Figure 4. Comparison of wide-angle reflectors and 1971 and 1985 Lake Ontario reflection data. Location of the seismic lines indicated in Fig. 1. Horizontal and vertical scales are the same for each profile; vertical exaggeration ~1:1. Depths scales at right obtained using velocities from final model in Fig. 2. Circled letters identify features discussed in the text. Reflection points of ``floating" crustal reflectors imaged by wide-angle data indicated by small black dots); distance-scale relative to final model in Fig. 2; Reflection data are unmigrated and coherency filtered. Shot points of wide-angle survey (large black dots) and tectonic units indicated at the top. ET = Elzevir terrane, FT = Frontenac terrane, EFbz = Elzevir-Frontenac boundary zone.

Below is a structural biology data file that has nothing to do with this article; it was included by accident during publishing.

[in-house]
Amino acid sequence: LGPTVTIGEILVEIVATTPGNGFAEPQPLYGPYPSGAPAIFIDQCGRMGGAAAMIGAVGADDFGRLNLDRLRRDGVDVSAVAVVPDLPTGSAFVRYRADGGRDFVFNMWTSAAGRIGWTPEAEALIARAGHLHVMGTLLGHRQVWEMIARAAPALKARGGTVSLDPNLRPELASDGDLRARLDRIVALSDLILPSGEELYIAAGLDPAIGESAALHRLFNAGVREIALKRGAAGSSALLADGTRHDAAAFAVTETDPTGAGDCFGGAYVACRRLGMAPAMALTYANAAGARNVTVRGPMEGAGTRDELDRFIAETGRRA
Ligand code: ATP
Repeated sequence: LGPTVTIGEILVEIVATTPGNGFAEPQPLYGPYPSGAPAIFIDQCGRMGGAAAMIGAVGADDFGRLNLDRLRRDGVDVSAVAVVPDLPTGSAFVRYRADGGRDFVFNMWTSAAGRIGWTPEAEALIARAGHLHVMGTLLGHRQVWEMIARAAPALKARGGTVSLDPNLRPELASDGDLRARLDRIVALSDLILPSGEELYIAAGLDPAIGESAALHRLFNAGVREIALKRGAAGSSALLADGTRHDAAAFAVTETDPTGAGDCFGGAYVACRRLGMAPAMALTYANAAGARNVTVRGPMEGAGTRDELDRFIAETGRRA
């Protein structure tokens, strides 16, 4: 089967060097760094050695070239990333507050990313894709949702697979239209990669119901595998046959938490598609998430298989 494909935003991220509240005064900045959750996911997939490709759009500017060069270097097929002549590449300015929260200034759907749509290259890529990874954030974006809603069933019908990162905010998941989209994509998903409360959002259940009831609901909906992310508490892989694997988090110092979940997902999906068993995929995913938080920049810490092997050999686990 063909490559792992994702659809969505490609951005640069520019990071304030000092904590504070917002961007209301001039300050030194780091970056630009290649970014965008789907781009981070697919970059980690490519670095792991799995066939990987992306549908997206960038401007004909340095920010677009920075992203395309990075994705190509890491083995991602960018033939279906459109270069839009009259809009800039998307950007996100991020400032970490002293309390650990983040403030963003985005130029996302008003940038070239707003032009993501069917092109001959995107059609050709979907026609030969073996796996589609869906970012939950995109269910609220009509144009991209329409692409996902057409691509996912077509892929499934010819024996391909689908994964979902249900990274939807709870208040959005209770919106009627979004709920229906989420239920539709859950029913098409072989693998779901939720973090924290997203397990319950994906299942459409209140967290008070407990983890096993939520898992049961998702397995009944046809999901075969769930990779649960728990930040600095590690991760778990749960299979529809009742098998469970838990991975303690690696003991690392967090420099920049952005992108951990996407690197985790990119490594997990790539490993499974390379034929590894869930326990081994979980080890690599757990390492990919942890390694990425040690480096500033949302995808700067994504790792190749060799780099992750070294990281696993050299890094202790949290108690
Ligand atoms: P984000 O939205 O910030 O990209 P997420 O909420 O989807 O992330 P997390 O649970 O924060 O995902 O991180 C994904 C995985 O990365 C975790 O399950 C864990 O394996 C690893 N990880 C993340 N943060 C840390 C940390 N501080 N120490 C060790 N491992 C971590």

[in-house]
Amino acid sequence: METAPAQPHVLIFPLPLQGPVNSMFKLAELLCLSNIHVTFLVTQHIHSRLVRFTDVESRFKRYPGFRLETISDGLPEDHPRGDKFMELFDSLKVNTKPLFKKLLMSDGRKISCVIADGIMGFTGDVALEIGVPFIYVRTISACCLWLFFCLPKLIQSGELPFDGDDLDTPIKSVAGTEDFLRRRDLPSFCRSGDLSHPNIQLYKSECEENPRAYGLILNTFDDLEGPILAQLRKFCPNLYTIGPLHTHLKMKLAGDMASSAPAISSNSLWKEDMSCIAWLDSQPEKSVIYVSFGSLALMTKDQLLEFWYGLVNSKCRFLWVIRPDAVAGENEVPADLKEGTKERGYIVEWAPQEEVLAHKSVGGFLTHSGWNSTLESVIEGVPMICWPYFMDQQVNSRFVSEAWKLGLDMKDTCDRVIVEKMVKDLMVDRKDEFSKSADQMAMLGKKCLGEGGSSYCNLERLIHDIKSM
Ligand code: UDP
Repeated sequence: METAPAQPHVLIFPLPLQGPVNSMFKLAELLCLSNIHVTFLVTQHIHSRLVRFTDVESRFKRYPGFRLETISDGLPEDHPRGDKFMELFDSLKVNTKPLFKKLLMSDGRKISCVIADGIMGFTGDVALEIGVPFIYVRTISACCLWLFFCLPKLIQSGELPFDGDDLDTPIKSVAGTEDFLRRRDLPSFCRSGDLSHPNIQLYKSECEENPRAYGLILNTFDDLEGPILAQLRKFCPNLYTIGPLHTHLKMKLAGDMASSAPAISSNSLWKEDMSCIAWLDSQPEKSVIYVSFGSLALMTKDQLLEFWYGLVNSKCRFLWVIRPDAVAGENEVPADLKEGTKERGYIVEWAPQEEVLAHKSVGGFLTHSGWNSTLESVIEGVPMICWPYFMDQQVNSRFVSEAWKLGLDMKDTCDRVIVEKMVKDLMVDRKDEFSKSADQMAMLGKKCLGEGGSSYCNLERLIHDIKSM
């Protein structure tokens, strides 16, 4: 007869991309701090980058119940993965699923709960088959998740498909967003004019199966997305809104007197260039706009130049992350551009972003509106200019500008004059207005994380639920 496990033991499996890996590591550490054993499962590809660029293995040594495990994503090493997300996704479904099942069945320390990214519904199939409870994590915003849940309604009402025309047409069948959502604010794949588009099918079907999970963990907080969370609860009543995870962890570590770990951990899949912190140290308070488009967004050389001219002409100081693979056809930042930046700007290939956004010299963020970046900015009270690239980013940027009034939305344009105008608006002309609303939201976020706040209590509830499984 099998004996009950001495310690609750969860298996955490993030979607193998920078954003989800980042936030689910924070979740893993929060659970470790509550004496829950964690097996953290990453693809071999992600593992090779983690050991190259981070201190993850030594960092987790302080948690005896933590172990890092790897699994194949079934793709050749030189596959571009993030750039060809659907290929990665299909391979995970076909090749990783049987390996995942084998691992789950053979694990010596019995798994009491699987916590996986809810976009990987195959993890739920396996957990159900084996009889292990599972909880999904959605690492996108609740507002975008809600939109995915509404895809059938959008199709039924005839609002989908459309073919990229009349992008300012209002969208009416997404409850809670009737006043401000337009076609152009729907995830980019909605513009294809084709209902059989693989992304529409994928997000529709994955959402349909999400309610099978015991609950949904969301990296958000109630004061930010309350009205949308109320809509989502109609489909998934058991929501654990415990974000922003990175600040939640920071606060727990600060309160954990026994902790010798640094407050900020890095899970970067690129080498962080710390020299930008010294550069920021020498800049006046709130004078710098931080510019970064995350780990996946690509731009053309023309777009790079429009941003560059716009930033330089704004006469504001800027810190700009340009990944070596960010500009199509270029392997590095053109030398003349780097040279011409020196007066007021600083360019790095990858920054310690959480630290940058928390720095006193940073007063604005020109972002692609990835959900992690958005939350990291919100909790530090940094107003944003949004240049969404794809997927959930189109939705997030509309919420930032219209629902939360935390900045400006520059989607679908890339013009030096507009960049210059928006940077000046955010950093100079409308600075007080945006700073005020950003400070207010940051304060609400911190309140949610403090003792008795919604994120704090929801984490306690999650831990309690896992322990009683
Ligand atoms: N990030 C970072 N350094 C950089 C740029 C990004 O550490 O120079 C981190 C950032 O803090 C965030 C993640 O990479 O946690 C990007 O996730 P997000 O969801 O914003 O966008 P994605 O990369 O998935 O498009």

Figure 5. Comparison of Lake Ontario reflection data and wide-angle reflectors. The reflection line is ~130 km southwest of the wide-angle profile along geological strike; the wide-angle reflectors are projected onto the reflection line by extrapolating the exposed geological features near the wide-angle profile to Lake Ontario using the regional potential field data [Forsyth et al., 1993]. The wide-angle reflectors are indicated by dashed lines. The depth scale on the right and the depth of the wide-angle reflectors in zero-offset two-way time were obtained using the velocities of the final model (vertical exaggeration ~1:1). The set of wide-angle reflectors has been shifted vertically downward ~3 km to account for along-strike variations in the depth to the corresponding vertical-incidence reflection package.